• Nyhavn – Perhaps the best spot in town to soak up a sunny afternoon, the Nyhavn canal is the picturesque scene that comes to mind when one thinks of Copenhagen. Grab a bite to eat or enjoy a drink amongst the brightly colored town houses and sea salt-covered sail boats. For the perfect dose of history and plenty of opportunities for selfies, be sure to join one of the canal tours in the area.
    • Nationalmuseet – For a lesson in Danish history and culture, don’t miss a visit to Copenhagen’s National Museum (Nationalmuseet). With varying displays on a number of interesting subjects, travelers are sure to love an up-close-and-personal look at Viking weaponry, run stones, Stone Age tools and more.
  • Adventure
    • Rent a bike – To truly experience Copenhagen like a local, you’re going to need a bike. Luckily, there are plenty available for rent. With more than half of the population taking to two wheels each day, the city is extremely bike friendly with dedicated biking highways such as the Cykelslangen (The Bicycle Snake) and bike lanes that pass through pretty much every street and neighborhood.
    • Round Tower – For the best view of the city, make the trek up Round Tower, a 17th-century tower and observatory. The walk to the top is 685 feet and visitors will pass by the tower’s library hall along the way. Upon completing the journey, travelers will have the option to view the tower’s core from a glass floor that hovers 82 feet above ground.
  • Shopping
    • Strøget – Whether it’s food, drinks or shops that you seek, an afternoon spent perusing Strøget, Copenhagen’s famous shopping street, is not to be missed. Bounce between high-end and budget stores before winding down at a local café. Enjoy songs played by street musicians or read a book on a cozy park bench. Whatever you decide to do, don’t miss a visit to Legoland, an amusement park dedicated to everyone’s favorite toy to accidentally step on in the middle of the night (ouch), the Lego.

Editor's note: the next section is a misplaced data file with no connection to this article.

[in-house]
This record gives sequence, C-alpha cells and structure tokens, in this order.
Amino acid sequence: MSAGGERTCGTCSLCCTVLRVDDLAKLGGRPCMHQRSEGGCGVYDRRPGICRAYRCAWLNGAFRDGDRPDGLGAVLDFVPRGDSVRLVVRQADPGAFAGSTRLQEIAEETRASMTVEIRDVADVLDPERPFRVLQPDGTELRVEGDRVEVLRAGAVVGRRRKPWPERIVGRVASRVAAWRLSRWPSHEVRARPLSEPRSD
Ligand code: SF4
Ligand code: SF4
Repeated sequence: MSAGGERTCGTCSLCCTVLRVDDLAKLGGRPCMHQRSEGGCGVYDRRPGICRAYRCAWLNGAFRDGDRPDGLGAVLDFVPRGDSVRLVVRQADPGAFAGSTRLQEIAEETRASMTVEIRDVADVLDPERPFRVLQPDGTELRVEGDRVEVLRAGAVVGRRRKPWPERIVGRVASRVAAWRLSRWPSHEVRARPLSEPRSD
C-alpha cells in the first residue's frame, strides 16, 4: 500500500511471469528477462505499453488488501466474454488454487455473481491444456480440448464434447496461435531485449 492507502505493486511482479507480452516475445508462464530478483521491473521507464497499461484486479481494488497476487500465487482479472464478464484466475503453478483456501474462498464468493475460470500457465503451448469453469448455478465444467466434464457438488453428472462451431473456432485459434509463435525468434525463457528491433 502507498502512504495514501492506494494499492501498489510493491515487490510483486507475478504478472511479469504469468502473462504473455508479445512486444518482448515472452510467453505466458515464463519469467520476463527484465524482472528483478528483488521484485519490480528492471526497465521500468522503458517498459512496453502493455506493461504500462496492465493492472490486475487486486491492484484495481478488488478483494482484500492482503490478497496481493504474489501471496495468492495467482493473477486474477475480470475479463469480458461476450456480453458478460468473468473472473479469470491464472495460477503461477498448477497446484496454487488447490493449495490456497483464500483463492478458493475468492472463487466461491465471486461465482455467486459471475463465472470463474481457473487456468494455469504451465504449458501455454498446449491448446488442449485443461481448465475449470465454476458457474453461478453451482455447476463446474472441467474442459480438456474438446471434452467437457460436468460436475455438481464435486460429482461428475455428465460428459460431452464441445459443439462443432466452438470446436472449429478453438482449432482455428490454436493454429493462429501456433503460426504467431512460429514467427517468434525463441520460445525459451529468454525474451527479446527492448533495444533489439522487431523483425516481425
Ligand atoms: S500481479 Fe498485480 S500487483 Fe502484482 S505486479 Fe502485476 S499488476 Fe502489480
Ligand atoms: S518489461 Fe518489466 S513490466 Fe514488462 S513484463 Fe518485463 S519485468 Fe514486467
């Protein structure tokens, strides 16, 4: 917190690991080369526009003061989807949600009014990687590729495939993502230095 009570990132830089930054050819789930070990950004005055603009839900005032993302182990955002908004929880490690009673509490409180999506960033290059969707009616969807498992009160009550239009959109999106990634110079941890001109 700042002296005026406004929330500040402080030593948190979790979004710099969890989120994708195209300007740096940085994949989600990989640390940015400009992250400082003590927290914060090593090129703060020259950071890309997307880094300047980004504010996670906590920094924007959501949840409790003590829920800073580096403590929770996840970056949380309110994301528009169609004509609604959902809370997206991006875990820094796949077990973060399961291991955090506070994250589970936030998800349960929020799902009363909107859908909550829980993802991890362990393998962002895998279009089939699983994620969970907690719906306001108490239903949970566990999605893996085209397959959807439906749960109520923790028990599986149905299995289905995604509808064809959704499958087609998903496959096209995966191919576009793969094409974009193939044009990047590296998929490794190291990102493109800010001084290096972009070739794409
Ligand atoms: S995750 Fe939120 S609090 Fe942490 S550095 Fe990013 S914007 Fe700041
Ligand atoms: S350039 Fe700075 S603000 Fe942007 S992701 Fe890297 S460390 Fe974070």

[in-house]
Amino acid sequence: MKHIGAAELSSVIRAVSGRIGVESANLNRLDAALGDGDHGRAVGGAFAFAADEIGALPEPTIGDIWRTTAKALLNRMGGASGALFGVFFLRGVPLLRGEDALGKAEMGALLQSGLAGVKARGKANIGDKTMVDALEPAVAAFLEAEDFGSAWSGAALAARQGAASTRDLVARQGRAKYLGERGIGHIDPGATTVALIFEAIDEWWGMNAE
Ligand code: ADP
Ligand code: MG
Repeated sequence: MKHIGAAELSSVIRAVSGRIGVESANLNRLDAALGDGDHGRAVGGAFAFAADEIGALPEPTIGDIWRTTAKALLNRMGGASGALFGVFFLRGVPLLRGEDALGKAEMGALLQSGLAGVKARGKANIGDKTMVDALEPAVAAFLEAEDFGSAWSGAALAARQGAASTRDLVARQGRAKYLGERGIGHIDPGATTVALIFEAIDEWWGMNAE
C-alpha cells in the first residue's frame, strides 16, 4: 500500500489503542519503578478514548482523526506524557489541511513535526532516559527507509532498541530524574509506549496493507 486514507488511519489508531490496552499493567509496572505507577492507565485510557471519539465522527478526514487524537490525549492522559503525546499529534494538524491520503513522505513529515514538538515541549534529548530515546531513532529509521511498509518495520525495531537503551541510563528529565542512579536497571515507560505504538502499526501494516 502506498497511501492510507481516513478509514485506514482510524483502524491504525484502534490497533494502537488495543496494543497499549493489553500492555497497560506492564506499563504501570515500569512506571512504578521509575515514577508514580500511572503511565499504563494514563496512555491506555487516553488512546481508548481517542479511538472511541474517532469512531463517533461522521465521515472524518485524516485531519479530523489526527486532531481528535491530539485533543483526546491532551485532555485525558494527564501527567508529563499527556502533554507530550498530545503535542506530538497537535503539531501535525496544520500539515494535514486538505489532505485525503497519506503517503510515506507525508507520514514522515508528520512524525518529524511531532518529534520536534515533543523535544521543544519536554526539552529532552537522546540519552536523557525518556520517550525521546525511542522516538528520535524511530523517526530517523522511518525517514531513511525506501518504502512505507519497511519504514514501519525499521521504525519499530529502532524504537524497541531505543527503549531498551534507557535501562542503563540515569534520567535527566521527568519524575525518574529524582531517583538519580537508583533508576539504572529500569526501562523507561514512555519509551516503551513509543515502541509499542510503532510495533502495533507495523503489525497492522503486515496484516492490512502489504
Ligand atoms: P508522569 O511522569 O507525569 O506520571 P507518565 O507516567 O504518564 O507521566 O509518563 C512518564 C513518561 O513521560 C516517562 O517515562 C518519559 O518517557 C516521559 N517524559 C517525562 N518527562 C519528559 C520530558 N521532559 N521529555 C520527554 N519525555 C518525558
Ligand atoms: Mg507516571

History and Culture

  • Little Mermaid statue – Perhaps Copenhagen’s most famed resident, the iconic Little Mermaid statue was a gift from Danish brewer Carl Jacobsen in 1913. The sculpture was inspired by one of Hans Christian Andersen’s famous fairy tales and is one of the city’s most popular tourist stops to date.
  • Christiansborg Palace – Located on the small island of Slotsholmen, Christiansborg Palace is Copenhagen’s palace in the city. Built in 1928, Christiansborg Palace has been Denmark’s place of power for over 800 years, acting as home to kings and queens before becoming a venue for gala banquets and the Queen’s public audiences. Today, travelers can visit the Palace throughout the week for the chance to tour the Royal Reception Rooms, the Royal Stables, the Royal Kitchen and the Palace Chapel.
  • Rosenborg Castle – Not far from Christiansborg Palace, Rosenborg Castle was built by King Christian IV in the early 17th century. A place of great beauty, Rosenborg Castle is built in a renaissance style and is most famously known for being home to the King’s Garden, Denmark’s oldest royal garden open to the public. The castle is also home to a number of other exciting attractions including the country’s crown jewels, a number of impressive portraits and one of the world’s finest collections of Venetian glass.